Whether you have a child in Mom’s Day Out only a couple of hours a week, a preschooler in daycare full-time, or a school-aged child needing packed lunches for elementary each day, the back to school season often comes with a bit of lunch packing anxiety for most parents.
To help combat the concern of “What to Pack” without running out of ideas, this post will lead you through five secrets to lunch packing success to try in the upcoming school year.
Five Secrets to Lunch Packing Success
Practice Safety First
Be sure you are familiar with the allergy policy at your child’s school. If they require you to avoid sending any peanut or nut-containing products, be sure you have eliminated these food products from your rotation. Instead, come up with a clear way to organize and/or identify which items are nut-free for school lunches so that you, your spouse, and/or your children can quickly and effortlessly include these items in school lunches.
Additionally, be mindful of choking hazards with small children. Even if nuts are allowed at your child’s school avoid or modify these and other foods that kids commonly choke on to help minimize the risk that your child will have a choking-related incident at school.
Create a Monthly Lunch Rotation
Some children and parents may prefer sending the same few staples in the lunch tote every day. Chances are that you and/or your child will burn out of making/eating these options though at some point in the school year. To avoid over-offering your child’s everyday favorites, start the school year with a list of known favorites as well as some kid- and mom-approved ideas to try.
Ideally, come up with 20 lunch combinations that you and your child can use to create a monthly template for packing lunches. This gives you lunch inspiration you know your child enjoys for five days a week and four weeks out of the month. Then, as children inevitably burnout on one or another option, you can swap that individual lunch out of the rotation and ask them to help you come up with a new alternative. This prevents your whole lunch-packing routine from getting derailed if/when your child suddenly rejects one of your only go-to lunch ideas.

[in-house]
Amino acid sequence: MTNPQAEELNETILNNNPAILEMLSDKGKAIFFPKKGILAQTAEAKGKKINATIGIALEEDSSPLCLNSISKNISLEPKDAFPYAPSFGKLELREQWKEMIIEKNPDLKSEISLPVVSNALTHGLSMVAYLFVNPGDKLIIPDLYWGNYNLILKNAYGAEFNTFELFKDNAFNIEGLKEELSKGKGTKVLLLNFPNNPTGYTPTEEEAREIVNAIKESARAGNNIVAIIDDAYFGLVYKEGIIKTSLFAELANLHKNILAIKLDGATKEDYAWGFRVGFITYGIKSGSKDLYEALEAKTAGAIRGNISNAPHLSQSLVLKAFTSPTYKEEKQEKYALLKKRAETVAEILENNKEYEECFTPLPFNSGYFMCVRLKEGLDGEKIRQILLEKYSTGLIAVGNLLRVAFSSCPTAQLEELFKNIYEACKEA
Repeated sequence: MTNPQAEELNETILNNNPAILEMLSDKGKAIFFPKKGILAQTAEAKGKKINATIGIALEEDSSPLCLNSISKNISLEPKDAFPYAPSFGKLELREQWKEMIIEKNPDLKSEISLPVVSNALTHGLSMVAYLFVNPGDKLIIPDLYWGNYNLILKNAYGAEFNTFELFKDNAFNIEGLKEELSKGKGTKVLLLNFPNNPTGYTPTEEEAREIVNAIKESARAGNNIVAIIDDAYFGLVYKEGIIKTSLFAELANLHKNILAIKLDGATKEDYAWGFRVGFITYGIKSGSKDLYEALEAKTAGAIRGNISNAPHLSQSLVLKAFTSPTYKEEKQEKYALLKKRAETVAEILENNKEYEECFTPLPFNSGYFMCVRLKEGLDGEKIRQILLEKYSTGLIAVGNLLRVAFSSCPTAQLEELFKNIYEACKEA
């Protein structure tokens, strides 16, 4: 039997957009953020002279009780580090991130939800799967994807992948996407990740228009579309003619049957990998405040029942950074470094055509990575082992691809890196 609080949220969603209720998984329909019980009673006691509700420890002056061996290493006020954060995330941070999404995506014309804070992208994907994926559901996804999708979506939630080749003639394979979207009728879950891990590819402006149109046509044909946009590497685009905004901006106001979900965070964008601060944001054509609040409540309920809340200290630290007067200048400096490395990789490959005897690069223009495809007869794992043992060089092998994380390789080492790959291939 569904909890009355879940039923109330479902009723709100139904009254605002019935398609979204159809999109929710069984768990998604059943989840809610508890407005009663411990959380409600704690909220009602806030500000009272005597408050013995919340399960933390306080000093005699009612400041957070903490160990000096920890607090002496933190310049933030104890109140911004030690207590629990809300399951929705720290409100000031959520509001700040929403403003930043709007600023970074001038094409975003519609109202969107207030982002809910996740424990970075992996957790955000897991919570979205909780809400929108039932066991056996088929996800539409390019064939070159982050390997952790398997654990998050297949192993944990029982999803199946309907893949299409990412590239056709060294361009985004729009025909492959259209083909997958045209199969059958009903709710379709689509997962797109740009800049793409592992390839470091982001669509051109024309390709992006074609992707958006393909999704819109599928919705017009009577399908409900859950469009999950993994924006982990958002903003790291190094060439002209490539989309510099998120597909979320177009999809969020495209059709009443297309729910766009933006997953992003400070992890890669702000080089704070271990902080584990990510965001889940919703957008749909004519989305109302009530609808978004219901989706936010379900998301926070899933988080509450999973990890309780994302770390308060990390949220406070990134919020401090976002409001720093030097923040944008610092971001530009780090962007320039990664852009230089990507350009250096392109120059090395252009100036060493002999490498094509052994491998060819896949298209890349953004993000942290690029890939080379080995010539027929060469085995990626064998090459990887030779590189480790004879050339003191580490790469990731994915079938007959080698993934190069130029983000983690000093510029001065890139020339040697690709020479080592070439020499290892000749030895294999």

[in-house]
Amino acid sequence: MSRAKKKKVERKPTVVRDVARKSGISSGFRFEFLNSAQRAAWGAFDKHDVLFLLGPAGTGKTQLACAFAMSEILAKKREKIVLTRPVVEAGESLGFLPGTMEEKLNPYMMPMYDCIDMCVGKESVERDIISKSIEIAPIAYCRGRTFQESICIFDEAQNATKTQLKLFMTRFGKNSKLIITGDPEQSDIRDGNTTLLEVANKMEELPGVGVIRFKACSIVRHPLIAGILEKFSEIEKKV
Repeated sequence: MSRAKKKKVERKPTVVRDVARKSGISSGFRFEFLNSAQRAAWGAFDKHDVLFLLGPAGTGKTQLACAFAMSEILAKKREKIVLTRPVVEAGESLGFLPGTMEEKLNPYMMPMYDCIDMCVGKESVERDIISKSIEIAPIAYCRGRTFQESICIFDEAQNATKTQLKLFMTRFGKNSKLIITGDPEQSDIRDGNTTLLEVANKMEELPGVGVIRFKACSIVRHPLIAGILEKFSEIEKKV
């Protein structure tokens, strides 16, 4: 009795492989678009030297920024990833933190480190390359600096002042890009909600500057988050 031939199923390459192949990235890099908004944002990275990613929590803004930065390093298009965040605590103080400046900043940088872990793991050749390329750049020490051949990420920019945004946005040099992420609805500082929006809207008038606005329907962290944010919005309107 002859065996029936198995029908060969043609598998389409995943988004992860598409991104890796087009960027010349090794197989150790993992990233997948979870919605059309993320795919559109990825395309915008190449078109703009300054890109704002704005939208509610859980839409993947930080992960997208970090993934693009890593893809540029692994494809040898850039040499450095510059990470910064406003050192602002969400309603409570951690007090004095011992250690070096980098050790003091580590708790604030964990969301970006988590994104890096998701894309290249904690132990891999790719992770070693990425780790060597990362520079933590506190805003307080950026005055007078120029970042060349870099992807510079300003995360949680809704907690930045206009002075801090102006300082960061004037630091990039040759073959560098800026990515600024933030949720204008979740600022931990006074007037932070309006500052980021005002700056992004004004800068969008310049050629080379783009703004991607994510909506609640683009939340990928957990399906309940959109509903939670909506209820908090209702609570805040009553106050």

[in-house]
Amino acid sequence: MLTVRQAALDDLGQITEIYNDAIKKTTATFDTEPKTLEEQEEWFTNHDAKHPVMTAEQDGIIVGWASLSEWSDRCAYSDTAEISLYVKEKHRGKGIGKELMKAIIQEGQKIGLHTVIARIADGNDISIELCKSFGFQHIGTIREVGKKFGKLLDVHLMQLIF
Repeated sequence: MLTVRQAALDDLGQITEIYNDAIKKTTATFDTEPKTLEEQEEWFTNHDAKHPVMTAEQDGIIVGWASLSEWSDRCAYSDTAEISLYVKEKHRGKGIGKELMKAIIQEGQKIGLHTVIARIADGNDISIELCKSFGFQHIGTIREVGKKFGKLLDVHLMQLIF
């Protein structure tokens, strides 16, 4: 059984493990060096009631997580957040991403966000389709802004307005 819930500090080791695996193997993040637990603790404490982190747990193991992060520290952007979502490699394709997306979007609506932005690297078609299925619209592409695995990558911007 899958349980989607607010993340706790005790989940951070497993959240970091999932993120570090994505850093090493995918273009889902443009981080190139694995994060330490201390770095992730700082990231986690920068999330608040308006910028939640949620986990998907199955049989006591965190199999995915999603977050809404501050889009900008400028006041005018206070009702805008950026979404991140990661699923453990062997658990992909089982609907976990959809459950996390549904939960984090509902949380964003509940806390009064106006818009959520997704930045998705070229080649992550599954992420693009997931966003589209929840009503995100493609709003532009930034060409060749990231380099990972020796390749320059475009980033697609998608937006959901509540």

Of note, this monthly template can include the same entree. Aim to offer a different main course each day of the week, as we don’t want kids to get in the habit of eating the same thing everyday. While it is okay to rotate through favorites (Mondays are nut butter sandwiches, Tuesdays are Build Your Own Lunchables…), we want to emphasize variety as much as possible to both prevent picky eating and to help boost your child’s overall nutrition. This also offers you an assortment of ideas and options to offer, especially should you ever be out of one choice item and need to offer something else! #momlife
Include Something From Each Food Group
Kids may want all the items they see their friends having, requesting the “best” ideas from each fellow classmate’s lunch box with little concept of what qualifies as a “balanced lunch.” Since it is your job as the parent to decide WHAT food to offer, aim to include something from all (or almost all) of the following food groups. Keep in mind your child’s food preferences, but also work to introduce many of the options below at home so that your child gradually gains new preferred foods. This will help to give you and your child more options when coming up with both variety and an assortment of lunchbox combinations for the above monthly meal template.
Fruits: apples, applesauce, bananas, blueberries, cantaloupe, dried fruit, grapes, honeydew, mango, papaya, pears, pineapple, pomegranate, raisins, satsumas, strawberries, watermelon
Veggies: peas, corn, carrots, broccoli, cauliflower, green beans, celery sticks, cucumber, bell peppers, leftover roasted vegetables, Brussels sprouts, potatoes, tomatoes, salad
Protein: edamame, hummus, beans, salmon/chicken/beef burgers, diced meat/poultry, tuna/chicken/egg salad, nut or seed butters, all-natural deli meat, smoked salmon, hard-boiled egg, leftovers